Tongariro River anglers have enjoyed the best season for many years, so anglers keep asking how long will it last? The signs are good – i.e.
Highest average trout size since 2006
This week Taupo Fishery staff decommissioned the fish trap on the Waipa Stream for the summer. The trap captures trout as they migrate upstream to spawn, allowing fishery staff to take useful measurements before releasing them to continue their journey.
The data collected from the fish is used in combination with other data sources such as lake productivity data and angler surveys, to create a snapshot of the fishery. This in turn helps inform decisions about fishery regulations.
Detailed analysis is not yet complete, but fish trap data confirms that the average size of trout this year is the highest we’ve seen since 2006.
This winter trout averaged 1.6kgs (3.5 lbs), which compares favourably with the previous year when they averaged 1.2kgs (2.6 lbs).
(Pinched from Taupo Trout Fishery – DOC’s fb)
Healthy smelt population good news for trout – Taupo fishery scientist Michel Dedual has begun analysis of the data collected from a recent echo-sounding survey, and early indications suggest productivity (smelt and zooplankton) is high this year, especially at the southern end of the lake.
Smelt are the main source of food for Lake Taupo trout, so it follows that high numbers of smelt will help trout achieve good growth rates and recover well from spawning.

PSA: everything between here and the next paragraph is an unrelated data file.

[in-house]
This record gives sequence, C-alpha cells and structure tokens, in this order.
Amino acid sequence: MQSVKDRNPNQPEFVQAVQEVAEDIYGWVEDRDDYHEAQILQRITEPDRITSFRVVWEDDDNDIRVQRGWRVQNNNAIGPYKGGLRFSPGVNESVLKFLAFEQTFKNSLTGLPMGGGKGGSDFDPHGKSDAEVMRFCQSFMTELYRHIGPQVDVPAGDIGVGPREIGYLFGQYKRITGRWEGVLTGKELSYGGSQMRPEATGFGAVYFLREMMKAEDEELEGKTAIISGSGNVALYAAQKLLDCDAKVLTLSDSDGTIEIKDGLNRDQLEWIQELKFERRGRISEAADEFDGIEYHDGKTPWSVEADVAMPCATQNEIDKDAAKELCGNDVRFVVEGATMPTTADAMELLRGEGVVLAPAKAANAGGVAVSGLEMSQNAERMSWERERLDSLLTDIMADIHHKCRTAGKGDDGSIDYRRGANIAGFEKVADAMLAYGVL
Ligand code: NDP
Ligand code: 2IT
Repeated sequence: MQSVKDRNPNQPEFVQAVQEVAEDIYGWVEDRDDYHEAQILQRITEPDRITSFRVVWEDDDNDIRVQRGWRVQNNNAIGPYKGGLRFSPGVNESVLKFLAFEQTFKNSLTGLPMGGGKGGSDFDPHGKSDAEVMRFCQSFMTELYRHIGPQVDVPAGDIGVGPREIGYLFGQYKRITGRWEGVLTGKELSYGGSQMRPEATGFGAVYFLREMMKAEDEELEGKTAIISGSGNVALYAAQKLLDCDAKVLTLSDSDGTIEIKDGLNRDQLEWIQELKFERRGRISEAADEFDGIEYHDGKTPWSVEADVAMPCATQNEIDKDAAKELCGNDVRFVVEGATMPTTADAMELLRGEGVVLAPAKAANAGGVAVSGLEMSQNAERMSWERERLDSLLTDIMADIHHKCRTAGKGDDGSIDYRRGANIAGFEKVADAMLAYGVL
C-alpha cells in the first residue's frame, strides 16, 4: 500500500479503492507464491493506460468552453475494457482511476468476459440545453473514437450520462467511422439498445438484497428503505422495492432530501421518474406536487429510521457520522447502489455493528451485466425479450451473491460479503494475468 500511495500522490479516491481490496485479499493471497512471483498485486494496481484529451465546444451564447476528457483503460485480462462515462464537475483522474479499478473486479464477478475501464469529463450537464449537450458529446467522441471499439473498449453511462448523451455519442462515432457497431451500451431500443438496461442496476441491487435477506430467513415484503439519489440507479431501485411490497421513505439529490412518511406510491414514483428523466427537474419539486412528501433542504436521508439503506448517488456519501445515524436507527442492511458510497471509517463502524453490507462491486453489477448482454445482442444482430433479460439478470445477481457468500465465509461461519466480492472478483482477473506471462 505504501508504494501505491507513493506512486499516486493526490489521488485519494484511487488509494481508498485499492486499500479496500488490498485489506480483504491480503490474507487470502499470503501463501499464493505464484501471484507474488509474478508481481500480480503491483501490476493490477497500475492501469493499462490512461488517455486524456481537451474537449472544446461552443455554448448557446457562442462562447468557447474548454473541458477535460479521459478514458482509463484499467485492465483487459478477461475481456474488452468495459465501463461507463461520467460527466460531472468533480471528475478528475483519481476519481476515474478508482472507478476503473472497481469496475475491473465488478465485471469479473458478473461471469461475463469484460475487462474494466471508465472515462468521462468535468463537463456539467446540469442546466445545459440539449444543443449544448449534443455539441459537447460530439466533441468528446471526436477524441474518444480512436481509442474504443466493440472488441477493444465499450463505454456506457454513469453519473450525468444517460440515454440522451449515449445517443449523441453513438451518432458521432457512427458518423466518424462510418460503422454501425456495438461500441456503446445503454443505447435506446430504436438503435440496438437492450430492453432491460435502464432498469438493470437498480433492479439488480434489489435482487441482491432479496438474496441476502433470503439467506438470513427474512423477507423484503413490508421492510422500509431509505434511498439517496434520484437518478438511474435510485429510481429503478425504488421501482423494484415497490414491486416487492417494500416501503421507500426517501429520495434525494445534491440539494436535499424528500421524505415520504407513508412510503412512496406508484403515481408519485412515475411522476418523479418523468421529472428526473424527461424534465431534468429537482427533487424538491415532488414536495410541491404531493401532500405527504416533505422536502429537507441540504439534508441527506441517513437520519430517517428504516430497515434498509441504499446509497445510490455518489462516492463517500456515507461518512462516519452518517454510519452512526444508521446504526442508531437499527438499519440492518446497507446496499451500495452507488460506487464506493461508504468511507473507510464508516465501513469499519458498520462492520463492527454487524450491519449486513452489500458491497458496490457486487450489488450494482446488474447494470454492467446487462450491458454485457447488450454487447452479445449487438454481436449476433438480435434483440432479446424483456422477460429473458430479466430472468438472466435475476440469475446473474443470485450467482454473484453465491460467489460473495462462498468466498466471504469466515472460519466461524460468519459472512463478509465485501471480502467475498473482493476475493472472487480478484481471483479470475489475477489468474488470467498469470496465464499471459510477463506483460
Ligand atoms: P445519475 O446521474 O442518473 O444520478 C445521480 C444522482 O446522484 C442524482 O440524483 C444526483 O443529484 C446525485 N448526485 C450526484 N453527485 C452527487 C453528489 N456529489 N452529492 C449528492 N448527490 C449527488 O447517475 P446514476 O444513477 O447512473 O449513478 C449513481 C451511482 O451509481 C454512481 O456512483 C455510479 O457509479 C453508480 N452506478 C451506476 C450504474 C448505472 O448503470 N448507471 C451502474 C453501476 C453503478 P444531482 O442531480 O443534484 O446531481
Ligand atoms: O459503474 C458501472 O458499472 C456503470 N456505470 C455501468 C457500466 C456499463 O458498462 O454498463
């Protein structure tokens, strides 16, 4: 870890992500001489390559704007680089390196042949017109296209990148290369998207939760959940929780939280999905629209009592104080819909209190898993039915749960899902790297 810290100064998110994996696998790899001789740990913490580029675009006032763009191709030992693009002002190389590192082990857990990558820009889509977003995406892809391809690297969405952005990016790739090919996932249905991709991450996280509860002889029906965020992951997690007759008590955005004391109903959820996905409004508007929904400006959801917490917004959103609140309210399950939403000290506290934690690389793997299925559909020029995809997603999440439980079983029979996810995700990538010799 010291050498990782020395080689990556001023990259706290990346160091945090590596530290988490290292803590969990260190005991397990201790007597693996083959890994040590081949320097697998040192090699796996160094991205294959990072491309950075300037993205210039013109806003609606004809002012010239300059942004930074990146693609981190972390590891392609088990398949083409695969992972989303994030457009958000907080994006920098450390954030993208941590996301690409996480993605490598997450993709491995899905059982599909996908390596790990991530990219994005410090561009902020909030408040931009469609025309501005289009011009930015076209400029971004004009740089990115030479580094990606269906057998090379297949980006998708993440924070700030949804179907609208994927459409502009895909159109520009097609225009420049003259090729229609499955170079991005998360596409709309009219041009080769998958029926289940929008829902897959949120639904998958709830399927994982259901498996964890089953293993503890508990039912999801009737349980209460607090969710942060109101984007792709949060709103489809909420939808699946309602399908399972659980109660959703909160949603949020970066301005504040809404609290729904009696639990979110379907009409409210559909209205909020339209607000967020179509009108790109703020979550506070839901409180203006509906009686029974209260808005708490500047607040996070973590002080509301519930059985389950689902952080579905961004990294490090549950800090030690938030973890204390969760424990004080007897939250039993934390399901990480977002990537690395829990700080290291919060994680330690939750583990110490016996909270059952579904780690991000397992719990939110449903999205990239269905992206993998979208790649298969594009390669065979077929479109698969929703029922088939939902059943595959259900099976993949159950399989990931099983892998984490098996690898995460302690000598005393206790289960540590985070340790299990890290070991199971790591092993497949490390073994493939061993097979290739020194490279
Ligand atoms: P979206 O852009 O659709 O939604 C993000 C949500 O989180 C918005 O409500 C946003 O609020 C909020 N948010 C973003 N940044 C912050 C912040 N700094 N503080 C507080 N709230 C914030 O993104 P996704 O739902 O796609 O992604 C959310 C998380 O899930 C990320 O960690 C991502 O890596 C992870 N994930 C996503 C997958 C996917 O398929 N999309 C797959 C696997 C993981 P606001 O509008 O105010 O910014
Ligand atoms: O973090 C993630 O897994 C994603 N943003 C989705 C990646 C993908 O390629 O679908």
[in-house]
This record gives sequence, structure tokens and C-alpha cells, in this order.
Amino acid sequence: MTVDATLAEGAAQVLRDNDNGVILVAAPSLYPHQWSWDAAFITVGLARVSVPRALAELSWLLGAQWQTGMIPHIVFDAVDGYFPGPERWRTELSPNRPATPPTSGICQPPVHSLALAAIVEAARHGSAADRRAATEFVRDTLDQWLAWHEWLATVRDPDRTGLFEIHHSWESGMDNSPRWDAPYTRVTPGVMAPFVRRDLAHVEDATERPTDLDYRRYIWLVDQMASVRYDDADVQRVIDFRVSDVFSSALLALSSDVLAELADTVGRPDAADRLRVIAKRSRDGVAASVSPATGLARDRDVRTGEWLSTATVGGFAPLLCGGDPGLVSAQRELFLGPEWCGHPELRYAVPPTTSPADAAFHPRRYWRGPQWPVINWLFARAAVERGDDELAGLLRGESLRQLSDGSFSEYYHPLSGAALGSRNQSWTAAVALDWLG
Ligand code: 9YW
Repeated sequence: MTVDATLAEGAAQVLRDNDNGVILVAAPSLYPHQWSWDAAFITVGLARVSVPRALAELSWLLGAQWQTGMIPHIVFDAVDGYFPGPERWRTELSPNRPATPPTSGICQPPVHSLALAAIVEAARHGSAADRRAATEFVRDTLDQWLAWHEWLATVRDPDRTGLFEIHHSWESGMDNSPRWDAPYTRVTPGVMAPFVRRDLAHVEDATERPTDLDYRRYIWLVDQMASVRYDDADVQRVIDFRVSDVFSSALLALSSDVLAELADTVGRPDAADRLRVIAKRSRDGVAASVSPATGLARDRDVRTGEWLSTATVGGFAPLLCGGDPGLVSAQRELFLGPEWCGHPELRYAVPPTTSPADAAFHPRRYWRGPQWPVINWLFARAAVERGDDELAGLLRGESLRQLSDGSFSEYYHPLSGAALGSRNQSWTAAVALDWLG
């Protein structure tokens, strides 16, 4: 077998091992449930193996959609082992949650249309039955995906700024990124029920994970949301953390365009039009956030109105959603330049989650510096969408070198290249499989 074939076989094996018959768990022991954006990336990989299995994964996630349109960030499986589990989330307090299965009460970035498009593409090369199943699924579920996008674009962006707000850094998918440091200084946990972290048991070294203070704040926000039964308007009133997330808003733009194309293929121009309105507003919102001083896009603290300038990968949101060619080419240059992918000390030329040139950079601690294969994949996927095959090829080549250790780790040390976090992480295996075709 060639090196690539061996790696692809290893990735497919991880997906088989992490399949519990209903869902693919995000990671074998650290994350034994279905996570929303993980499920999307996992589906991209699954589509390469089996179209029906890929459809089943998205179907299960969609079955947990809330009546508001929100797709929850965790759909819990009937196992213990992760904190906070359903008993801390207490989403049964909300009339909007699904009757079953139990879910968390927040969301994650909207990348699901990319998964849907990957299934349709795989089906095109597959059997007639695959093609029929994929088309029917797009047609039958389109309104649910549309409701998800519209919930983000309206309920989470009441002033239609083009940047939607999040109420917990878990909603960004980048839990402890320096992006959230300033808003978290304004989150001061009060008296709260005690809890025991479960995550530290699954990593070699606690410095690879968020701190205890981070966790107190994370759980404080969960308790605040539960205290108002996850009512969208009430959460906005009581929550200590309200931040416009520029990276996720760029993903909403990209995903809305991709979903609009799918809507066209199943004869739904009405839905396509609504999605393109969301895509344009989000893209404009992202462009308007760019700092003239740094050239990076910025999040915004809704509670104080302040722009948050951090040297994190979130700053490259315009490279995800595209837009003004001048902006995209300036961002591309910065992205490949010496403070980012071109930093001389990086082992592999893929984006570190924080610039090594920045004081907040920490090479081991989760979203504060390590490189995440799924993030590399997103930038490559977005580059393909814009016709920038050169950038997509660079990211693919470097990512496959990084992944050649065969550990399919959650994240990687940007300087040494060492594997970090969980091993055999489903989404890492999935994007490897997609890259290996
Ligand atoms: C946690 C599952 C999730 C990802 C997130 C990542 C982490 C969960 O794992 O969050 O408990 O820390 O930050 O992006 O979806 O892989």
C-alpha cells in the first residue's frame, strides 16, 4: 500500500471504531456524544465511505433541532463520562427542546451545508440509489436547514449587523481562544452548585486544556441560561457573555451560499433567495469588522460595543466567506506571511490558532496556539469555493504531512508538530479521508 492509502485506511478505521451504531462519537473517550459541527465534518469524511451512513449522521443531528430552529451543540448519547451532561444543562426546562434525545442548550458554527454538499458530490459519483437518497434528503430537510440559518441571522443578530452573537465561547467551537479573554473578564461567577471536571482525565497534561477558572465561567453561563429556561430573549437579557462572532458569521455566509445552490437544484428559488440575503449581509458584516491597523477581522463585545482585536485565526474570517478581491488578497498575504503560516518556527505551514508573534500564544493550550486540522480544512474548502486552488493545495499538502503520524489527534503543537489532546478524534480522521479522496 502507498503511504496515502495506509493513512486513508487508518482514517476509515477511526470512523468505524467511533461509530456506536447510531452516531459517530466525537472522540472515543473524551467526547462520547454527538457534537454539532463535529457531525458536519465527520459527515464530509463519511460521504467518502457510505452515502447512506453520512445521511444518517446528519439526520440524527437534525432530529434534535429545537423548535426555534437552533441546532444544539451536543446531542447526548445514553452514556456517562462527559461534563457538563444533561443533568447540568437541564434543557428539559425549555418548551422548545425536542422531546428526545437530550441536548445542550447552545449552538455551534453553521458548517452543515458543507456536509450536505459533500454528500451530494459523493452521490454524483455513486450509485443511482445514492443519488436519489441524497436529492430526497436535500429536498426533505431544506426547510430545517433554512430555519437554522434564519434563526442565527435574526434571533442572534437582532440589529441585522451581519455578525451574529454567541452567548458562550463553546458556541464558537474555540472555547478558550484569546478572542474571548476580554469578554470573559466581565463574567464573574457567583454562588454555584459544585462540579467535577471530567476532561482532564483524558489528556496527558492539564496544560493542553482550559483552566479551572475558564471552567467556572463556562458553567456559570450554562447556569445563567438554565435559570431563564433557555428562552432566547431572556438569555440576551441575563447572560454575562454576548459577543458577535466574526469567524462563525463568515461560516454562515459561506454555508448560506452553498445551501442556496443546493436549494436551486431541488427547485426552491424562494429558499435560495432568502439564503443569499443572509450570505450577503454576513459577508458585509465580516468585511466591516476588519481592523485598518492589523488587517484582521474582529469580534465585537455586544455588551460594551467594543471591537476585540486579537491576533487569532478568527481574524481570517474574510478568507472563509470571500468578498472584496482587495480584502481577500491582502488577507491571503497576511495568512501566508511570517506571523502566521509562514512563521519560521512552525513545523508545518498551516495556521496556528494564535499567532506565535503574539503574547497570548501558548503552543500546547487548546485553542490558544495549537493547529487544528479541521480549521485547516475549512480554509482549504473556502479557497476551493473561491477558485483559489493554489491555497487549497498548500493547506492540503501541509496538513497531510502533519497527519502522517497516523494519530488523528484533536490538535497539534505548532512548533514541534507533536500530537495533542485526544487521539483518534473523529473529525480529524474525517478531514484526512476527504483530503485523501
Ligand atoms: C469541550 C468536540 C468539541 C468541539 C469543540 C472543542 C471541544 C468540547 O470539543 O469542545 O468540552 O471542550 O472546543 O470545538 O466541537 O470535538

Michel Dedual advises, the key to a healthy fishery is to maintain balance, which means trout numbers also need to be kept in check to avoid over predation, and an associated crash in the smelt population.
Anglers are encouraged to regularly harvest trout, and changes to fishing regulations this year increase the opportunities for anglers to do just that.
At this time of year smelt shoals are moving closer to shore as they prepare to spawn, and hungry trout will be in hot pursuit. This presents anglers with a great opportunity to ‘sight fish’ to trout from numerous beaches around the lake. Time to get the smoker ready!
Tongariro River anglers still ask SWMBO – if it is the best season for so long and the trout are in such good condition, then why did the Fishery Managers reduce the minimum size (from 40 cm to 35 cm) and increase the daily bag limit?
Image on right of a 7 pound Rainbow trout released in Judges Pool by John Porteous from West Island.
So if “early indications suggest productivity (smelt and zooplankton) is high this year, especially at the southern end of the lake.” (as indicated above) is there a connection between the excessive algae levels in Lake Taupo and improved trout condition? Interesting….